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  • D.J. McKay

About Bar Crawls and Other Interesting Things

Hey, Folks!

For some time it's been on my mind to reboot this blog and resume posting regularly, but I've had a lot of trouble finding the time. The other day I had a realization, however, which I hope will be a game-changer. I write a lot, and just about every day. I correspond with people about practice. It occurred to me suddenly that the conversations I'm having with individuals are of general interest, as we are all heading in the same direction and we all struggle with the same things. And so I'm doing a little experiment here, which is to strip the correspondence of anything that would violate my correspondent's privacy, and put out the parts of the conversation that seem helpful, for everyone to consider. Let me know if you have any feedback.

Here's something that follows up on the blog I posted on Monday about spiritual practice and relationships with other people.

Dear ----,

Yes!!!! I do think we are saying the same thing in different ways. Let's go into this a little deeper and see where we land.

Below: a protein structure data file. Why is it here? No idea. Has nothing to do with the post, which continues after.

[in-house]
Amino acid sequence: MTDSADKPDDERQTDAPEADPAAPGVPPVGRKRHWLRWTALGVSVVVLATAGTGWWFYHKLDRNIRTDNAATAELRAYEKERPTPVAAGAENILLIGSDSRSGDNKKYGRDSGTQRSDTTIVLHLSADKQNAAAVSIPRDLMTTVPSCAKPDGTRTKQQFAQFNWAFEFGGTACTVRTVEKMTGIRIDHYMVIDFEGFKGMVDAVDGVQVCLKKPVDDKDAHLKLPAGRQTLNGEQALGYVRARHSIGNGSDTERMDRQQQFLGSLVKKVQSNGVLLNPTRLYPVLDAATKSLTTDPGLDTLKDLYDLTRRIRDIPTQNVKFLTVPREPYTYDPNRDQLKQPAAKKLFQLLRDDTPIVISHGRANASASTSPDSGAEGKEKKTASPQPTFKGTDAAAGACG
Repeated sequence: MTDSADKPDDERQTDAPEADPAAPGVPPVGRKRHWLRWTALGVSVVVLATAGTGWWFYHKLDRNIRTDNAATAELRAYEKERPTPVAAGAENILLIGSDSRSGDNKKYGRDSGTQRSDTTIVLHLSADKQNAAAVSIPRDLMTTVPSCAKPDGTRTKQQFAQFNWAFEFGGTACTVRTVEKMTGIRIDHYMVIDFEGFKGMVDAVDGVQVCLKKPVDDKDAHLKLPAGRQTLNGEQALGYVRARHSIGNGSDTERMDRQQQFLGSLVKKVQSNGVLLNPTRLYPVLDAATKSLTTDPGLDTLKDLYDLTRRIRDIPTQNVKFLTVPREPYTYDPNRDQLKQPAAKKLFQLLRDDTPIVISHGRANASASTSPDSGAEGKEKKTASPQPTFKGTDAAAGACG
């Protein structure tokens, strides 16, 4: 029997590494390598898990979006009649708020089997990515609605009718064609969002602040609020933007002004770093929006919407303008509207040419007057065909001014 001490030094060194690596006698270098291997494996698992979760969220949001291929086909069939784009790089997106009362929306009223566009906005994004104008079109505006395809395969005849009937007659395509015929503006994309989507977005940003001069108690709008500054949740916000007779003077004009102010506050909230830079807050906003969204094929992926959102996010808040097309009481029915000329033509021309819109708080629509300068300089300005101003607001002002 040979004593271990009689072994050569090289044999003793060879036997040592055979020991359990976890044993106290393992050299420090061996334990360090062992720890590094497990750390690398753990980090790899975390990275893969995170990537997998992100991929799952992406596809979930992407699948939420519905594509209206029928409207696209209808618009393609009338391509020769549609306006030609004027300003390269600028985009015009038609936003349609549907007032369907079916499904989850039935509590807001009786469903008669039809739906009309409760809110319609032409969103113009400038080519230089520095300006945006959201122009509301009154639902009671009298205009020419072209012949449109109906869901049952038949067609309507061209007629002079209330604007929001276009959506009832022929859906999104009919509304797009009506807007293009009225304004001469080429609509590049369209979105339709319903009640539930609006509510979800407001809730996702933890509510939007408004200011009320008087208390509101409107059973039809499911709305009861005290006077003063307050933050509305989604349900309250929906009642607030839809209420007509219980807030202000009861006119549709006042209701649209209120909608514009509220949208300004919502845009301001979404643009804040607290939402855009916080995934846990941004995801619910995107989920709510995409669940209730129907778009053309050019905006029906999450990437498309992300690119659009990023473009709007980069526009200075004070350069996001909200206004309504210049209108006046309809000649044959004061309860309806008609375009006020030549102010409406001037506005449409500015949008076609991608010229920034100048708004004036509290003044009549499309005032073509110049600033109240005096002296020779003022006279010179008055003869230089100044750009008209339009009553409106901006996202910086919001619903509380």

I think I may have presented things in a way that confused the issue. In terms of our relationships with other people through practice, the place I'm suggesting that we look is on the process level, not the content level. For example, it is not the case, actually, that it would be torture for me to go on a bar crawl. You may be surprised to learn that I very much enjoy going to bars. Occasionally when I'm out and about I'll stop in and have some food, along with a gin and tonic (my drink of choice), or two if I'm feeling peppy. I'll sit at the bar where I can chat with the bartender and the other folks hanging around. I can't say that I've ever been on a bar crawl myself, but that's only because I've never been invited. The issue is not the bar crawl (that's the content); the issue is my motivation (that's the process). If I were to go bar-crawling in order to escape from my feelings, to avoid issues I have going on in my life, to check out for a while, and so on, then I would be abandoning myself--and the crawl is just a convenient excuse. If other people are there for similar reasons, then I will have no interest in participating because the process of self-abandonment they are doing will support the same in me, and I don't want to abandon myself. If I am participating in order to connect with others and to share life with others in a conscious way, however, and if others have the same motivation, then a bar crawl could be a fabulous thing to do, and lots of fun as well. There are no rules, other than the One Rule, which is that we need to be always paying attention. It's not about the thing; it's about the way we are with the thing, whatever it is.